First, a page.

One of the main “benefits” companies realise from a merger centres around the fuzzy corporate buzzword “synergy,” which is the antiseptic-sounding catchword for layoffs.

While reductions in force (RIF) are part of virtually every business, dignity and respect need to be a part of every RIF.

If they are not, consider looking elsewhere even if you are not laid off. 

Growing incompetence

All too often, organisational cuts go too deep, taking out linchpin individuals as well as unsung individual contributors, who do the job of multiple people.

When those superstars exit, the shortcomings of remaining underperformers become more pronounced.

Organisational upheaval tends to reveal organisational incompetence.

While it’s important to allow for a time of transition, if the incompetency increases after six months, a refresh of your resume might be in order. 

Your boss is clueless about the business

One of the most unfortunate aspects of a transition is when your incoming boss doesn’t understand the nature of the business, customer needs or your role.

The fortunate thing is that you can usually decipher this particular sign pretty quickly, which can help shape your ultimate decision to stay or go. 

Advancement opportunities are blocked

This is an unavoidable reality that occurs with mergers.

Typically, open opportunities at the acquired company are filled by individuals from the acquiring company, who need to be “protected” for some odd reason.

If your company gets acquired and vacancies within your organisation are artificially stuffed with folks from the acquiring firm, it’s a tell tale sign to seriously consider a proactive career change.

Your advancement options are limited if you stay. 

Development programmess are cut

Frequently, in the rush to realise cost reductions, early casualties are education benefits, career training or even long-term incentive plans.

Dismantling of those types of employee-focused programmes for the sake of costs is usually a bad long-term sign. 

More work, less reward

It’s an acquisition axiom that once the cuts have occurred at a company, the volume of work doesn’t decrease proportionately.

By definition, a synergy occurs when productivity improves at a lower cost. While that sounds great to the investment community, the actual implementation is very demanding on the remaining employees.

The employees who still have jobs usually get the added workload of excised personnel, without a commensurate increase in salary, title or influence.

Once you’re forced into that role, the outcome tends to be physical and emotional burnout.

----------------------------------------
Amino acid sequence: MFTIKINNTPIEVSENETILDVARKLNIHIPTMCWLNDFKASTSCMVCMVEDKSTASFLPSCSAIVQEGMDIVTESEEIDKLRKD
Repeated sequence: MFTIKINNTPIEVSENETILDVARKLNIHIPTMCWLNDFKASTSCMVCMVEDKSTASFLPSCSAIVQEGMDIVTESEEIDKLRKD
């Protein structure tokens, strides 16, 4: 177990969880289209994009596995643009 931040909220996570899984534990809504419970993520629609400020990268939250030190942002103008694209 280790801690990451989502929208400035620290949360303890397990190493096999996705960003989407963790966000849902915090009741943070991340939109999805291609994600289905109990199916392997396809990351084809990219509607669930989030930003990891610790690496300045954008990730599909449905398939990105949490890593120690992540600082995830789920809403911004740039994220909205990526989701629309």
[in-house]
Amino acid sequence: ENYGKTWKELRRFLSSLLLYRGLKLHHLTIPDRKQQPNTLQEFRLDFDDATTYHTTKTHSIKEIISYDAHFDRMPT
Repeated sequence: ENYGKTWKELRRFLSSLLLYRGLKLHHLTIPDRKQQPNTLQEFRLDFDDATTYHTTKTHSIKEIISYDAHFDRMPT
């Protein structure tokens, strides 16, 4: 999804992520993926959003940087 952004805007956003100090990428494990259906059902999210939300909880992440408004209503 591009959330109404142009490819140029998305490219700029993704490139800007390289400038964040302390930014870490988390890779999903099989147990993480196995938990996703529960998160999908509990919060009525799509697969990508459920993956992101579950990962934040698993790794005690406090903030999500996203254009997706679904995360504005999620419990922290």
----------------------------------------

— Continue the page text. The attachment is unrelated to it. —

To avoid that, it’s important to quickly recognise the unsustainability of that arrangement and quit.

These signals are not exhaustive nor unique. They can, and do, occur at organisations at anytime.

While one or two of these signals might be the post-recession “new normal” for your organisation, if you see a majority or all of them in place for several months a career assessment is probably in order.

advertisement

Wednesday, May 13, 2015

How to negotiate for higher salary in a job interview

According to Perminus Wainaina, the managing director of recruiting firm, Corporate Staffing, it is easy to come out as money-oriented rather than skills-oriented during salary negotiations. PHOTO | FILE

According to Perminus Wainaina, the managing director of recruiting firm, Corporate Staffing, it is easy to come out as money-oriented rather than skills-oriented during salary negotiations. PHOTO | FILE 

By SIMON MBURU
More by this Author

Peninah Mumbi had just secured a job interview at a Nairobi-based telecommunications company in March 2014.

The post, IT officer, would have been her second job after graduating with a diploma in Information Technology in 2009. And although the firm was offering Sh60,000 salary, Ms Mumbi, 34, was asking for a minimum of Sh80,000.

“I was convinced this was the salary I needed to accommodate my lifestyle in Nairobi,” she says. During the negotiations, she was asked why she needed a salary higher by Sh20,000. “I simply told the interviewer that it was what would be rightfully due to me. It was what I needed,” she confides.

Despite her former employer recommending her for the new post, she was not hired. “I was not asked to wait for a feedback. Instead, the potential employer termed my salary demand as greedy,” she says.

Granted, many job seekers often find themselves in similar circumstances. In any case, many interviewees do not know how to pitch their case for new and better pay, and those who do often find themselves walking in Ms Mumbi’s shoes.

According to Perminus Wainaina, the managing director of recruiting firm, Corporate Staffing, it is easy to come out as money-oriented rather than skills-oriented during salary negotiations. “If you ask for too much (salary), and remain adamant about it, your employer will be left wondering if you are coming in to deliver or to milk the company,” he says.

HOW TO NEGOTIATE

According to Mr Wainaina, framing your pitch starts long before you meet your potential employer.

“You must begin by understanding the industry, the size and position of the firm you’re engaging with. For instance, if you are an accountant, you cannot pitch for the same salary at an SME looking to hire an accountant as you would a multinational looking to hire an accountant,” he says.

Further, Forbes notes that you should not start to ask for higher pay once you get the actual offer. “When you get the actual offer, you’re in no emotional shape to negotiate. All that your mind has is the new offer, which you want to lock up.”